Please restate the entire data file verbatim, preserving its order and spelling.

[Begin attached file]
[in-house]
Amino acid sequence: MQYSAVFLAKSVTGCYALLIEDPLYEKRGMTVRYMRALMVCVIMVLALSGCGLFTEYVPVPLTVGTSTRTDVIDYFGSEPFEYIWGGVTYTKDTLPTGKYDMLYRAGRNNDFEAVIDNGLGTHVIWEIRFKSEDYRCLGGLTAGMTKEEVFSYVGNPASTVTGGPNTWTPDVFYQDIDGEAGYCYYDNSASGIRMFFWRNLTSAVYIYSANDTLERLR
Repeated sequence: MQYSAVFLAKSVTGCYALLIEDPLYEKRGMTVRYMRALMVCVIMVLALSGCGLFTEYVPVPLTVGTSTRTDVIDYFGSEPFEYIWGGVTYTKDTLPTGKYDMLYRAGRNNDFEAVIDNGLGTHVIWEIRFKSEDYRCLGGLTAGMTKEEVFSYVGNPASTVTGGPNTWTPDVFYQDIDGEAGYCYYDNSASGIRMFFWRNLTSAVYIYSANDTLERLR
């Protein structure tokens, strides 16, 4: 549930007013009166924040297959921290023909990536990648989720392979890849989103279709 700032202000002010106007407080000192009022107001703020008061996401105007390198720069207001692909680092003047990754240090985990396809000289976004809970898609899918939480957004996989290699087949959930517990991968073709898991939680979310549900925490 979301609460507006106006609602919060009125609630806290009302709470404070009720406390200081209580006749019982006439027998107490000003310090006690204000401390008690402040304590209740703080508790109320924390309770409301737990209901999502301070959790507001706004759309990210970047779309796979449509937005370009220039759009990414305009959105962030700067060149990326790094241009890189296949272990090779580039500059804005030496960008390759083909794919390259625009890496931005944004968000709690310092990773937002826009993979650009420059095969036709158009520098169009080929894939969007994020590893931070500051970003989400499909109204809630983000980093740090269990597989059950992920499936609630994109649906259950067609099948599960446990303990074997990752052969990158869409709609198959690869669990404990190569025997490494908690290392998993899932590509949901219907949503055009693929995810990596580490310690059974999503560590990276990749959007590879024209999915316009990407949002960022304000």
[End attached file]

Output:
[in-house]
Amino acid sequence: MQYSAVFLAKSVTGCYALLIEDPLYEKRGMTVRYMRALMVCVIMVLALSGCGLFTEYVPVPLTVGTSTRTDVIDYFGSEPFEYIWGGVTYTKDTLPTGKYDMLYRAGRNNDFEAVIDNGLGTHVIWEIRFKSEDYRCLGGLTAGMTKEEVFSYVGNPASTVTGGPNTWTPDVFYQDIDGEAGYCYYDNSASGIRMFFWRNLTSAVYIYSANDTLERLR
Repeated sequence: MQYSAVFLAKSVTGCYALLIEDPLYEKRGMTVRYMRALMVCVIMVLALSGCGLFTEYVPVPLTVGTSTRTDVIDYFGSEPFEYIWGGVTYTKDTLPTGKYDMLYRAGRNNDFEAVIDNGLGTHVIWEIRFKSEDYRCLGGLTAGMTKEEVFSYVGNPASTVTGGPNTWTPDVFYQDIDGEAGYCYYDNSASGIRMFFWRNLTSAVYIYSANDTLERLR
């Protein structure tokens, strides 16, 4: 549930007013009166924040297959921290023909990536990648989720392979890849989103279709 700032202000002010106007407080000192009022107001703020008061996401105007390198720069207001692909680092003047990754240090985990396809000289976004809970898609899918939480957004996989290699087949959930517990991968073709898991939680979310549900925490 979301609460507006106006609602919060009125609630806290009302709470404070009720406390200081209580006749019982006439027998107490000003310090006690204000401390008690402040304590209740703080508790109320924390309770409301737990209901999502301070959790507001706004759309990210970047779309796979449509937005370009220039759009990414305009959105962030700067060149990326790094241009890189296949272990090779580039500059804005030496960008390759083909794919390259625009890496931005944004968000709690310092990773937002826009993979650009420059095969036709158009520098169009080929894939969007994020590893931070500051970003989400499909109204809630983000980093740090269990597989059950992920499936609630994109649906259950067609099948599960446990303990074997990752052969990158869409709609198959690869669990404990190569025997490494908690290392998993899932590509949901219907949503055009693929995810990596580490310690059974999503560590990276990749959007590879024209999915316009990407949002960022304000």